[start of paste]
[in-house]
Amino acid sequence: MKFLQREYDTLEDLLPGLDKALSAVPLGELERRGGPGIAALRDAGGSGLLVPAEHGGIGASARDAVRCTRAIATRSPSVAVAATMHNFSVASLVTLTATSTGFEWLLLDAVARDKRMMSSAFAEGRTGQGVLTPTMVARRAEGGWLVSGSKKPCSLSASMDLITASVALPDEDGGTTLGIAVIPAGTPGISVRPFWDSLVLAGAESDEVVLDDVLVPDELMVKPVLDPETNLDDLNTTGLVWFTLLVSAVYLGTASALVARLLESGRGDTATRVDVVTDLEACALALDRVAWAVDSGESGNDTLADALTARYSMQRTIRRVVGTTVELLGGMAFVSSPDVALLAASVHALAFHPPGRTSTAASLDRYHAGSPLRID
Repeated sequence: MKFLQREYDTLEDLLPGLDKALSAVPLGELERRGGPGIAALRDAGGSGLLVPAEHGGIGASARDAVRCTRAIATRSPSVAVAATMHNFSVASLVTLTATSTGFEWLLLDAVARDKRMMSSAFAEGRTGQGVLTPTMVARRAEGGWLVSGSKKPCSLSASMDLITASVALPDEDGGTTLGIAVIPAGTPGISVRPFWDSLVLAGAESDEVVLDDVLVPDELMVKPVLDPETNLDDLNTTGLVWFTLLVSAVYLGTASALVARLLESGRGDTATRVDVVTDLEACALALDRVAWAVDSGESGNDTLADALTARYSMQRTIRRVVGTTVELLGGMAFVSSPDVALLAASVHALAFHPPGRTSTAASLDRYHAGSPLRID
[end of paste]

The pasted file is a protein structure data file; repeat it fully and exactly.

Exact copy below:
[in-house]
Amino acid sequence: MKFLQREYDTLEDLLPGLDKALSAVPLGELERRGGPGIAALRDAGGSGLLVPAEHGGIGASARDAVRCTRAIATRSPSVAVAATMHNFSVASLVTLTATSTGFEWLLLDAVARDKRMMSSAFAEGRTGQGVLTPTMVARRAEGGWLVSGSKKPCSLSASMDLITASVALPDEDGGTTLGIAVIPAGTPGISVRPFWDSLVLAGAESDEVVLDDVLVPDELMVKPVLDPETNLDDLNTTGLVWFTLLVSAVYLGTASALVARLLESGRGDTATRVDVVTDLEACALALDRVAWAVDSGESGNDTLADALTARYSMQRTIRRVVGTTVELLGGMAFVSSPDVALLAASVHALAFHPPGRTSTAASLDRYHAGSPLRID
Repeated sequence: MKFLQREYDTLEDLLPGLDKALSAVPLGELERRGGPGIAALRDAGGSGLLVPAEHGGIGASARDAVRCTRAIATRSPSVAVAATMHNFSVASLVTLTATSTGFEWLLLDAVARDKRMMSSAFAEGRTGQGVLTPTMVARRAEGGWLVSGSKKPCSLSASMDLITASVALPDEDGGTTLGIAVIPAGTPGISVRPFWDSLVLAGAESDEVVLDDVLVPDELMVKPVLDPETNLDDLNTTGLVWFTLLVSAVYLGTASALVARLLESGRGDTATRVDVVTDLEACALALDRVAWAVDSGESGNDTLADALTARYSMQRTIRRVVGTTVELLGGMAFVSSPDVALLAASVHALAFHPPGRTSTAASLDRYHAGSPLRID